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Zero Trust Security Architectures

This introduction is Part 1 of a 5 part blog series.

Jump to Part 2: Network Micro-Segmentation 

Jump to Part 3: Software Defined Perimeter

Jump to Part 4: Identity Aware Proxy

Jump to Part 5: Akamai's Approach to Zero Trust 

Introduction

Most enterprises today operate hundreds of applications that support core business practices and were developed years ago with the same assumption in mind - that anyone inside the perimeter will get single sign-on access to any application or resource with legacy authentication schemes. The people who developed these applications couldn't foresee a rapid access paradigm shift with user diversification that would come rapidly in the future, and therefore could not anticipate the requirements that technology advancements would bring to market.

The modern workforce is often highly distributed and mobile. Users do not only reside on the corporate network, but work from home, while travelling, basically from anywhere. And applications and data increasingly reside outside the corporate network, in the cloud. 

With any location being valid for both users and resources, we must work to preserve a uniform user experience from anywhere to anywhere. Users should be able to access any type of application, either hosted on-prem or in the cloud - seamlessly and securely. To address the access needs, organizations must look beyond the traditional perimeter and VPN.

What is Zero Trust?

The term zero trust networking was first attributed to Forrester analyst John Kindervag back in 2010. While the concepts centering around zero trust security have been around in some form for decades - think network segmentation, firewalls, certificates, ACLs, corporate owned devices, and VPN - the paradigm for zero trust turns the traditional perimeter security model on its ear by focusing on the secure delivery of data to the right person instead of building and securing access to a network.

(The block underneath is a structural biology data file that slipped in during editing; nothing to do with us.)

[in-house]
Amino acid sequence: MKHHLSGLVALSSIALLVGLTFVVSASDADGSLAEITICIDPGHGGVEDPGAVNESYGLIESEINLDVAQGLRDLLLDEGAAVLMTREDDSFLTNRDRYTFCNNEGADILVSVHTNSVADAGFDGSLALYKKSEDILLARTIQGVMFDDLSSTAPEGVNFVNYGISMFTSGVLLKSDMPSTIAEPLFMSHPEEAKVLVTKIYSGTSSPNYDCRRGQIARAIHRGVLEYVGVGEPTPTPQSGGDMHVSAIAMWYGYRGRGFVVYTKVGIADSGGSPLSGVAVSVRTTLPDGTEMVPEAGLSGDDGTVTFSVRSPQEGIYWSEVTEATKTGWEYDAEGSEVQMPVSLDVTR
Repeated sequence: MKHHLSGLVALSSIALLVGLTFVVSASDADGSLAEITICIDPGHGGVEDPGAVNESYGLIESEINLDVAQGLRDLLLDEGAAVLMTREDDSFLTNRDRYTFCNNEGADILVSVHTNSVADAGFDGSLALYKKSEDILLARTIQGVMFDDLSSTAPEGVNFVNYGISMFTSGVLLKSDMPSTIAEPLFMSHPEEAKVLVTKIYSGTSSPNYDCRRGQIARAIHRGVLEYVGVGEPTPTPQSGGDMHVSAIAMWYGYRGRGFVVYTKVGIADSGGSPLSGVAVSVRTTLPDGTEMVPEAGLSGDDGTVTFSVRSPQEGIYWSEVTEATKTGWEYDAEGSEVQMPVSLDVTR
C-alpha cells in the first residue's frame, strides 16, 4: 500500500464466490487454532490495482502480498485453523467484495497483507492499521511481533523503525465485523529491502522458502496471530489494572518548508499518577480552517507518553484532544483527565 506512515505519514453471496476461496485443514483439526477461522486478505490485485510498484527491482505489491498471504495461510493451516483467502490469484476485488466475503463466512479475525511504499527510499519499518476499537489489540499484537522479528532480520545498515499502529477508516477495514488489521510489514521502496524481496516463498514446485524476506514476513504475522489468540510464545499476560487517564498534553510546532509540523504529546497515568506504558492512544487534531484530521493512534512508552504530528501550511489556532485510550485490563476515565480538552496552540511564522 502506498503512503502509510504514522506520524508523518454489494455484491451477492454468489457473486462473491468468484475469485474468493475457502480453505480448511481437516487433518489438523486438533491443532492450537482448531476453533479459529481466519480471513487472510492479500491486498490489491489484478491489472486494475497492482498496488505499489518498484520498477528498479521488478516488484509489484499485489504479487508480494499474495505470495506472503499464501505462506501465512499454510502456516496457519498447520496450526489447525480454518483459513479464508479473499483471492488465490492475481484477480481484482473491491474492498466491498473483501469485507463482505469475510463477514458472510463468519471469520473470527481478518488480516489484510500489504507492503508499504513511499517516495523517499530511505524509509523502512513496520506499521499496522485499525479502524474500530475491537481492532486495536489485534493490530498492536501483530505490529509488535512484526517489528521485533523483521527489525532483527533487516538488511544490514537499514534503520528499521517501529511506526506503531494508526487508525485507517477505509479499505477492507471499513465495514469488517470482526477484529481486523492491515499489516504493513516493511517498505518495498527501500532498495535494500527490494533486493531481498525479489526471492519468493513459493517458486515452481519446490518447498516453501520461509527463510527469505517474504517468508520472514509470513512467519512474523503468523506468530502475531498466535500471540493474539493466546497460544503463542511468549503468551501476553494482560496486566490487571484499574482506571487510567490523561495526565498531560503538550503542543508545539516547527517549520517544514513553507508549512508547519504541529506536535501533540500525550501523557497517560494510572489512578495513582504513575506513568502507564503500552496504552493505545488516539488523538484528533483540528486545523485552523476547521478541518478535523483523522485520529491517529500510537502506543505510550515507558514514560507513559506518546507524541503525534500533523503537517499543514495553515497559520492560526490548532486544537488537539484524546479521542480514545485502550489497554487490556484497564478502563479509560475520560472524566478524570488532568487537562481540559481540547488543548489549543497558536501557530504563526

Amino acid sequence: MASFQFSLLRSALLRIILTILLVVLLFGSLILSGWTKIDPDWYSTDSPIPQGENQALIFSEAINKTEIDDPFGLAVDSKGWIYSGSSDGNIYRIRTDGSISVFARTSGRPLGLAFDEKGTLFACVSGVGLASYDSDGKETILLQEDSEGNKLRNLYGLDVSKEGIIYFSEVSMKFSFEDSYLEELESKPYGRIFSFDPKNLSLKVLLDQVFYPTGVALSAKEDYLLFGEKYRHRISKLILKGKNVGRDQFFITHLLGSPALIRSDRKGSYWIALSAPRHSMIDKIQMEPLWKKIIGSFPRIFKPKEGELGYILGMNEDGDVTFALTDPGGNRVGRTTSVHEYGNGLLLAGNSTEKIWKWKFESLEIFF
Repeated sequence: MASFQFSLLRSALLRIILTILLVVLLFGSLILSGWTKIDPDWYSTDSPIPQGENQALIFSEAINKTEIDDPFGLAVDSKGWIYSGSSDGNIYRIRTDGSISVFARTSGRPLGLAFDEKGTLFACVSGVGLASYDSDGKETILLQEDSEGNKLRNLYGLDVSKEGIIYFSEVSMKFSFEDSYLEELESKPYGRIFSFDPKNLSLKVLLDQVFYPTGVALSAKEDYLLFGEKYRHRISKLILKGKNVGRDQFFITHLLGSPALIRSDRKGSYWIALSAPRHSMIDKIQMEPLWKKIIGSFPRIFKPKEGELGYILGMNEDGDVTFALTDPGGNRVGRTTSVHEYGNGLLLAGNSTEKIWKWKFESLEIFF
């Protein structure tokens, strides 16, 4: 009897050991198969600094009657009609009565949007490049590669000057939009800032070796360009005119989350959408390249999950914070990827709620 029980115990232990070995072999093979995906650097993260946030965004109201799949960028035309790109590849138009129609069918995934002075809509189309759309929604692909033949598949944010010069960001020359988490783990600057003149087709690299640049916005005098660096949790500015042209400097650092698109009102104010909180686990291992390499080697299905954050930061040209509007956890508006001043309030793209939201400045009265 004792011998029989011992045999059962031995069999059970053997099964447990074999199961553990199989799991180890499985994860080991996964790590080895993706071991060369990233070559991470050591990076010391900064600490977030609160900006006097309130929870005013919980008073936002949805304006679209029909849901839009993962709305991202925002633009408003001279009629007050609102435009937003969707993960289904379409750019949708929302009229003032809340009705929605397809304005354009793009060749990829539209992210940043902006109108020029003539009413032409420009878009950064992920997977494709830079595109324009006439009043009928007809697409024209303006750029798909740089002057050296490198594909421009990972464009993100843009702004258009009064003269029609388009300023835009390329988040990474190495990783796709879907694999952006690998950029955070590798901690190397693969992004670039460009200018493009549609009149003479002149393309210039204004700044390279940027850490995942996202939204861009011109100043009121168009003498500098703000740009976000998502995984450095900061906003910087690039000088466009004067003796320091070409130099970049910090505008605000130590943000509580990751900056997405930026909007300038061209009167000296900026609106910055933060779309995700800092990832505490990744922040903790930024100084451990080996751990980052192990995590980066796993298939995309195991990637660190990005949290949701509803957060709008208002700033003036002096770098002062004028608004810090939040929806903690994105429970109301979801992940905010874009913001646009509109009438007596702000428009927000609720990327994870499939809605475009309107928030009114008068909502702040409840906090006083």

The main concept is that trust should never be assumed based on where a user is in a network. The concept of a user or device being trusted because it is inside, goes away. Instead, every request to access a network resource must be authenticated and authorized.

There are various ways to achieve this. Google has been quite prominent in promoting awareness of zero trust concepts by publicly announcing their internal BeyondCorp security model, which has eliminated the use of VPNs for most of their employees, and essentially treats all networks (even their own corporate networks) as untrusted by default.

Architectures Overview

Google's Zero Trust architecture is an identity aware proxy (IAP) model. This model is also one part of the approach taken by Akamai for our own corporate security and with our Enterprise Application Access (EAA) cloud product. Akamai's zero trust architecture goes beyond just identity and application access to include:

-       single sign-on with multi-factor authentication

-       increasing application performance while keeping those apps hidden

-       protecting end users against malware and phishing

This is all while also securing access to apps through inline data inspection, bot management, web application firewall (WAF), and advanced threat protection. You can learn more about Akamai's approach to Zero Trust Security.

Outside of the IAP model, there are two other major architectures being promoted by various vendors or developed by enterprises.

The first alternative approach to zero trust is micro-segmentation of the network. This model expands on the traditional firewall approach by using next generation firewalls (NGFWs) and slicing up the network into smaller and smaller segments, where access to applications and other resources can be controlled based on rules defined in the NGFW. Firewall vendors have tried to address micro-segmentation and Zero Trust by introducing segmentation gateways - hardware that performs various security functions within micro-perimeters.

The second alternative architecture for zero trust is the software defined perimeter (SDP). The SDP model borrows concepts from virtualization technology, and other software-defined architectures. A controller functions as a broker of trust between a client and a gateway, which can flexibly establish a transport layer security (TLS) tunnel terminating on the gateway inside the network perimeter, allowing access to applications.

An overview of each of these three architectures will be instructive to any organization working to map out their security roadmap. Stay tuned for the next three posts in this series to learn more.

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